And Little Steven also makes the point in those liner notes that the Four Seasons felt like “neighborhood guys,” who kind of reminded you of your uncles. That could have pluses and minuses, but ultimately it ended up being a plus that you guys felt like people somebody might run into down the block, especially on the east coast. And of course there couldn’t have been a “Jersey Boys” Broadway play if that wasn’t part of the appeal, rather than moptops coming over from another land. It not being exotic was finally what made it iconic, even if it takes decades for that to really come into focus for everybody.

Well, I still have difficulty believing the impact that we made. I mean, when we started out, we just wanted to have a hit record, and to be able to make records and do whatever we felt like doing and not really try to be like anybody else or sound like anybody else. I was always a very strong believer that if you’re gonna do something, you have to give it a rendition that is totally different from anybody else’s and is totally yours. To do it exactly the same never felt right for me.

The liner notes include some other really great testimonials, like Barry Gibb saying, “At the time of the Beatles, Frankie Valli’s voice reigned as the voice you would hear when you fell in love.”

Who’s that — Barry? It’s funny, you know. When I got to do “Grease” [the movie’s title song, written by Gibb], the Bee Gees were doing the “Sgt. Pepper’s Lonely Hearts Club Band” movie, and I got a call from his office and they said, “Barry has a song that he’d like you to take a look at  and possibly do.” And Allan Carr was my manager at the time, who was one of the partners in the “Grease” production, with Robert Stigwood. And Carr knew I wanted to do some acting. So he said, “Well, you could be in the movie and do a song like ‘Beauty School Dropout,’ or sing ‘Grease’ and you won’t be in the movie.” And I listened to both songs and almost knew immediately which it would be. Even though I’m not sure anybody really realized how big a record that would be.

You have to love the fact that with the “Jersey Boys” musical and movie, the story ultimately hinges on you being kind of… responsible. A lot of times in pop culture, we celebrate the people who are really wild and out of control. And here we have a show where the third act revolves around you doing what it takes to get out of debt. On paper, that doesn’t sound like the most exciting third act, but it works, and that’s a testiment to what you did in taking control behind the scenes.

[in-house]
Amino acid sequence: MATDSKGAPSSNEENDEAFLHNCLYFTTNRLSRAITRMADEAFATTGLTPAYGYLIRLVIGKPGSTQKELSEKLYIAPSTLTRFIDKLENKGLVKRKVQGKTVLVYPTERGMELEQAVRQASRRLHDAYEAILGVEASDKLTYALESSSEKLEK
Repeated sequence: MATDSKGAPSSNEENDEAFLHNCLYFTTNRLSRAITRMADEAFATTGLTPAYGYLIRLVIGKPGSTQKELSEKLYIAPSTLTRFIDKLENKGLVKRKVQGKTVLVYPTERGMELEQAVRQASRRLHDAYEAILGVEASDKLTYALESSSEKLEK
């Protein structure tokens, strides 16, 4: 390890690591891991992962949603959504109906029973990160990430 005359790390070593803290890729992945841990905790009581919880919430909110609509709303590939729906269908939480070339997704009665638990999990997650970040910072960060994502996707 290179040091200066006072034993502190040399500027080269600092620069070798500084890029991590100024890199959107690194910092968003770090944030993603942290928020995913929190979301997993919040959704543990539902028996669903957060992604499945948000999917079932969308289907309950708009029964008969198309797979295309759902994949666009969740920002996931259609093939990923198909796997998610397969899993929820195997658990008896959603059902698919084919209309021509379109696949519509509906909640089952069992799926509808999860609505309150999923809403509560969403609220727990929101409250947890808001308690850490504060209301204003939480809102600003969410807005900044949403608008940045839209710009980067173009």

It was really important to understand, because of where we came from… I grew up and lived in a project for my entire life, almost, up until we had some success, and I had a great appreciation for things, and I knew that everything that went up came down. And it was really important not to spend the whole wad of whatever you got all on one thing, but to think about tomorrow, because if nothing is happening, you would still be able to take care of yourself. I’ve seen so many singers who ended up broke, in hospitals. When Jackie Wilson died, he didn’t have anything going for him; I think he was on welfare. Some of the Supremes, that happened with, and there are more and more and more of the same kind of situation.

But the one thing I really feel good about is how we opened everybody’s eyes as to getting involved in owning masters and having publishing. The funny thing about artists is that publishers and writers get paid every time a song is played on the radio, but artists don’t get anything if they didn’t write the song and they didn’t publish the song. What do they have going, except for the now?

Earlier this year you sang “Can’t Take My Eyes Off You” at the annual Clive Davis pre-Grammy gala. It must be an interesting feeling after all these years to be going to this event where it’s the hippest artists of the moment — and of course Clive reveres veteran artists too, so he tries to have a mixture. But the fact that he wanted to put you on there this year, and you’re in front of the cream of the crop of the hitmakers of today…

I couldn’t believe the response. Most of those people weren’t even born when when we were having that particular song as a hit. And when Clive asked me to do it, I wasn’t sure I wanted to do it. What will it mean? Who’s even gonna know what I’m doing? He said, “This’ll be one of the biggest moments in your life.” And Clive has been known for having that kind of an insight. He’s a brilliant guy and a great humanitarian.

To be so well thought of and respected at this point in your career, does that scrappy underdog feeling go away after a certai point? Or coming from humble roots in Newark, is there always a little bit of that underdog feeling left?

Well, we’ve been up and down so many times, and every time somebody said “that was it,” we seem to have come back with something. We’re always working on something or other. There’s a possibility there could be a movie done on the “Watertown” project, for instance. So it feels good, but I do think back, and there are things about the past that stay with you — the camaraderie, and the difference between today and yesterday.

The competition was great in those days — I mean, it was really terrific. There were a lot of records, and artists and radio were like brothers. You got to know each other. If you were promoting a record, you went into Detroit or Philly or in the Baltimore area or Chicago and visited all the radio stations and all the different jockeys and went to their hops at night and lip-synced something from what you had recorded. It was fun.

You worked smaller venues back in the day, and you had to do two shows at night. Today, the venues have gotten bigger and and bigger, and I don’t know how the public is gonna be able to afford it if it continues like this.